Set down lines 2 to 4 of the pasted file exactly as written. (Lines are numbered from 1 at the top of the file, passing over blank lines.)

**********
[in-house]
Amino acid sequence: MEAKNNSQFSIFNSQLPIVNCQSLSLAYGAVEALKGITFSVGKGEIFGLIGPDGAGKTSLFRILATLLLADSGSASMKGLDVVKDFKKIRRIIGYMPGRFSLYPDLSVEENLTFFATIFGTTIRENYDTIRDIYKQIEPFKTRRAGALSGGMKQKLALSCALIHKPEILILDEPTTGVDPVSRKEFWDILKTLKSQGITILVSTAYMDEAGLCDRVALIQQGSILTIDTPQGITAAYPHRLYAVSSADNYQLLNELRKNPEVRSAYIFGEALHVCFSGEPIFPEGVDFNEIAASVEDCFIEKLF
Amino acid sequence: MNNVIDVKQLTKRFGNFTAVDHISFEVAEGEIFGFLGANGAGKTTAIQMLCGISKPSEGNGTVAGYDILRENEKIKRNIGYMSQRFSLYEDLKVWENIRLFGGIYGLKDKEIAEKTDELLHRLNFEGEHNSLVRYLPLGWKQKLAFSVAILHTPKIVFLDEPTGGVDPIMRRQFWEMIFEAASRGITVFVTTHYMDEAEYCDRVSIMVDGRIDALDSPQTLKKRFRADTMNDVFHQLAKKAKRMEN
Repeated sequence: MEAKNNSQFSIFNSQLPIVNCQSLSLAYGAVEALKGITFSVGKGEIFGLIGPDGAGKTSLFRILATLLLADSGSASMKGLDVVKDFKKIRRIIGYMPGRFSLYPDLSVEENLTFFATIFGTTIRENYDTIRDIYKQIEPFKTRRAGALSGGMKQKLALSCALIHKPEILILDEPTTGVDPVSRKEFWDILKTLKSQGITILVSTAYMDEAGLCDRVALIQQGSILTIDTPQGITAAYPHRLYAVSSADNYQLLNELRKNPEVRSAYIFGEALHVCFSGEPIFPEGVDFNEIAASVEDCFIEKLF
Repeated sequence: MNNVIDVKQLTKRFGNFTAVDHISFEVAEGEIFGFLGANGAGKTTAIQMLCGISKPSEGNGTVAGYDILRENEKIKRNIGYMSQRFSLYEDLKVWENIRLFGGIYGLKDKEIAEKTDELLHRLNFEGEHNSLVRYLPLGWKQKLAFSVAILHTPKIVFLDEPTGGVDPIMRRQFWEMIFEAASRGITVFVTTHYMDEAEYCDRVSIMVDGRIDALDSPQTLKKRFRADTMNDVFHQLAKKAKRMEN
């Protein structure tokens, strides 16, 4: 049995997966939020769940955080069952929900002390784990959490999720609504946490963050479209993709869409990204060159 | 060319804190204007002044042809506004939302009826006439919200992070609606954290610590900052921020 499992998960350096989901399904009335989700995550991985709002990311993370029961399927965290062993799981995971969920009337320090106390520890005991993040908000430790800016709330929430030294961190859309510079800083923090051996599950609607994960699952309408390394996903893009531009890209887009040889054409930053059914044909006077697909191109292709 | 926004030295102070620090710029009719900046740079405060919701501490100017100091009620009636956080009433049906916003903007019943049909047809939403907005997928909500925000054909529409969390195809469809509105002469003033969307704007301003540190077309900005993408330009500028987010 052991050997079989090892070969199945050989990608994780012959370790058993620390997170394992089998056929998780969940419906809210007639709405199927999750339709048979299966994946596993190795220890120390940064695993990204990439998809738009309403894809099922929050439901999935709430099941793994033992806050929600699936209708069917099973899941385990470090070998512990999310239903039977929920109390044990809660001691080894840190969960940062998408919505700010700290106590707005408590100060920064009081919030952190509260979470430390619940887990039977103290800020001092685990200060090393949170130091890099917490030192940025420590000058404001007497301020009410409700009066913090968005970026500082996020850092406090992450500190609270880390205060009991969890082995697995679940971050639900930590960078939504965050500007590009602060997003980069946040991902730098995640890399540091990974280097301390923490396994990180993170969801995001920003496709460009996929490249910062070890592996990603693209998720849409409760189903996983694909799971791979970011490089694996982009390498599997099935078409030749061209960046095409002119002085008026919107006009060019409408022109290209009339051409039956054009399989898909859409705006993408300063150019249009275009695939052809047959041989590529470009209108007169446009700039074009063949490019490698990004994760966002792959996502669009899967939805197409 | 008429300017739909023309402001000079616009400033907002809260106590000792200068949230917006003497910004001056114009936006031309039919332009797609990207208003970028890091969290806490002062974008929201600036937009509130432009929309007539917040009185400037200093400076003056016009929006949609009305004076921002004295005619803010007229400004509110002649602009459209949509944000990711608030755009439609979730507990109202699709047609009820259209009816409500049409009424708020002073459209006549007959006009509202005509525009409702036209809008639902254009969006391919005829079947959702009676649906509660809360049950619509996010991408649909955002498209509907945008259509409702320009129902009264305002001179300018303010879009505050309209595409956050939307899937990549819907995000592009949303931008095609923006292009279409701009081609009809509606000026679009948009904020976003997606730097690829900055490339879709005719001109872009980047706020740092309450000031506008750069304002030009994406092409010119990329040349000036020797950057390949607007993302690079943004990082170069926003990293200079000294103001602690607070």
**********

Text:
Amino acid sequence: MEAKNNSQFSIFNSQLPIVNCQSLSLAYGAVEALKGITFSVGKGEIFGLIGPDGAGKTSLFRILATLLLADSGSASMKGLDVVKDFKKIRRIIGYMPGRFSLYPDLSVEENLTFFATIFGTTIRENYDTIRDIYKQIEPFKTRRAGALSGGMKQKLALSCALIHKPEILILDEPTTGVDPVSRKEFWDILKTLKSQGITILVSTAYMDEAGLCDRVALIQQGSILTIDTPQGITAAYPHRLYAVSSADNYQLLNELRKNPEVRSAYIFGEALHVCFSGEPIFPEGVDFNEIAASVEDCFIEKLF
Amino acid sequence: MNNVIDVKQLTKRFGNFTAVDHISFEVAEGEIFGFLGANGAGKTTAIQMLCGISKPSEGNGTVAGYDILRENEKIKRNIGYMSQRFSLYEDLKVWENIRLFGGIYGLKDKEIAEKTDELLHRLNFEGEHNSLVRYLPLGWKQKLAFSVAILHTPKIVFLDEPTGGVDPIMRRQFWEMIFEAASRGITVFVTTHYMDEAEYCDRVSIMVDGRIDALDSPQTLKKRFRADTMNDVFHQLAKKAKRMEN
Repeated sequence: MEAKNNSQFSIFNSQLPIVNCQSLSLAYGAVEALKGITFSVGKGEIFGLIGPDGAGKTSLFRILATLLLADSGSASMKGLDVVKDFKKIRRIIGYMPGRFSLYPDLSVEENLTFFATIFGTTIRENYDTIRDIYKQIEPFKTRRAGALSGGMKQKLALSCALIHKPEILILDEPTTGVDPVSRKEFWDILKTLKSQGITILVSTAYMDEAGLCDRVALIQQGSILTIDTPQGITAAYPHRLYAVSSADNYQLLNELRKNPEVRSAYIFGEALHVCFSGEPIFPEGVDFNEIAASVEDCFIEKLF